The study of 188 government-run primary schools in central and northern India revealed that 59% of the schools had no drinking water facility and 89% no toilets.Discrimination of lower castes has resulted in high dropout rates and low enrollment rates.
In 1944, the Government of British India presented a plan, called the Sergeant Scheme for the educational reconstruction of India, with a goal of producing 100% literacy in the country within 40 years, i.e. India had only just crossed the 74% level by the 2011 census.When children do get educated, the general lack of economic progress in the state means that government jobs are the only alternative to farming labor, yet these jobs, in practice, require bribes to secure – which poorer families cannot afford.According to the 2011 census, literacy level was 93.91 percent in Kerala and 91.58 percent in Mizoram, among the most literate states in the country.The literacy rate grew from 18.33 per cent in 1951, to 28.30 per cent in 1961, 34.45 per cent in 1971, 43.57 per cent in 1981, 52.21 per cent in 1991, 64.84 per cent in 2001 and 74.04 per cent in 2011.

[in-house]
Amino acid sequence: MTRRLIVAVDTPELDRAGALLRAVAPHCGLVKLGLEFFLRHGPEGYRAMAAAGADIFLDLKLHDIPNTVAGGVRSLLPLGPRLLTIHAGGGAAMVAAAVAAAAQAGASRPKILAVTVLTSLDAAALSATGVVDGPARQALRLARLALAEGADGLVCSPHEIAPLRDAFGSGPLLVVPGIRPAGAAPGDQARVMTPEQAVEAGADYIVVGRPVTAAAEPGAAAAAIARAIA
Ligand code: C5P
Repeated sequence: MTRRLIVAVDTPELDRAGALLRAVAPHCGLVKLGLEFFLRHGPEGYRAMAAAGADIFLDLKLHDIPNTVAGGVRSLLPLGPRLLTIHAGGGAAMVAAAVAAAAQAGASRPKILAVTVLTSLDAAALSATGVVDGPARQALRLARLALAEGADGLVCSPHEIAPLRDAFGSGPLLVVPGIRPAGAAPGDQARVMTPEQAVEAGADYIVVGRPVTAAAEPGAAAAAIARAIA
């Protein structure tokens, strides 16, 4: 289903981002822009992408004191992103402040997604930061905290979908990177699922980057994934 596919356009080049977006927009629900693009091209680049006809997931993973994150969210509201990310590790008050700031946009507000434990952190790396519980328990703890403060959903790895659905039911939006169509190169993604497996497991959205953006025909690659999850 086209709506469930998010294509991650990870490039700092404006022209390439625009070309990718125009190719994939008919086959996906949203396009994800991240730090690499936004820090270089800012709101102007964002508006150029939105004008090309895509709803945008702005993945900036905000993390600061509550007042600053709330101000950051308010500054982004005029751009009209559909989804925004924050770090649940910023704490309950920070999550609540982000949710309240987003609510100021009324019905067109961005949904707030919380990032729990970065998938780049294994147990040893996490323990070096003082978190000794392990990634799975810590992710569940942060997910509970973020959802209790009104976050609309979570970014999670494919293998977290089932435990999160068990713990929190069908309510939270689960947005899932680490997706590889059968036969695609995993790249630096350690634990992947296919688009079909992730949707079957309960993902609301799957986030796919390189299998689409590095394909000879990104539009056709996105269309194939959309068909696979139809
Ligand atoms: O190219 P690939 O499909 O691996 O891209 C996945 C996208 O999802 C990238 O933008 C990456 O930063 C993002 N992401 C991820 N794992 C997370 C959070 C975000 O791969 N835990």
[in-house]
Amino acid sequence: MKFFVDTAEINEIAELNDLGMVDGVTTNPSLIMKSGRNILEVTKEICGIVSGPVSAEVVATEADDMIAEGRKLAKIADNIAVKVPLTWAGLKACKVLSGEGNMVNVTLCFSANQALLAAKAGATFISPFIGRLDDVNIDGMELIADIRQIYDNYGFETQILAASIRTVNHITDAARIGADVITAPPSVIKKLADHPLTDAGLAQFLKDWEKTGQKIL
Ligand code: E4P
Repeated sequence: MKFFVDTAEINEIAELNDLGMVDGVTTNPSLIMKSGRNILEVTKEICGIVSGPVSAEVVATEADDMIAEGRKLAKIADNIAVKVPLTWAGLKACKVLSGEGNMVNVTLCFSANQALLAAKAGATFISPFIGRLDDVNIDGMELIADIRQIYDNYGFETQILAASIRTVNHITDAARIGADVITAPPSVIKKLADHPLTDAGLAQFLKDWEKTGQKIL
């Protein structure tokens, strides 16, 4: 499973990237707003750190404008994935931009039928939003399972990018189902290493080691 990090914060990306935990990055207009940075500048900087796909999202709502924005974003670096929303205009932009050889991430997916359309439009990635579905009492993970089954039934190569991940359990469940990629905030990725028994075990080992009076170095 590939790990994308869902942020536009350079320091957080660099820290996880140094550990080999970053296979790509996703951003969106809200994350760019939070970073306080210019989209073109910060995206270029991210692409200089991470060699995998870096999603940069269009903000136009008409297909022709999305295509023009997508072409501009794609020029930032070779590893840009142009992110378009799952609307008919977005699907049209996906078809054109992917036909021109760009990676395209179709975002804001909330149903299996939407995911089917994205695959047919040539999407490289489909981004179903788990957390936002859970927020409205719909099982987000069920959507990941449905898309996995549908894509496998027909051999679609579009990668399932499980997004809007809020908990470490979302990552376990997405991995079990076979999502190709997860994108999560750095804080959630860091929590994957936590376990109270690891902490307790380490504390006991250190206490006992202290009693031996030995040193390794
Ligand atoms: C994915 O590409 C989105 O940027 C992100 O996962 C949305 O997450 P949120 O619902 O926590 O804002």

Several other social indicators of the two states are correlated with these rates, such as life expectancy at birth (71.61 for males and 75 for females in Kerala, 65.66 for males and 64.79 for females in Bihar), infant mortality per 1,000 live births (10 in Kerala, 61 in Bihar), birth rate per 1,000 people (16.9 in Kerala, 30.9 in Bihar) and death rate per 1,000 people (6.4 in Kerala, 7.9 in Bihar).
Extensive impoverishment, entrenched hierarchical social divisions and the lack of correlation between educational attainment and job opportunities are often cited in studies of the hurdles literacy programs face in Bihar.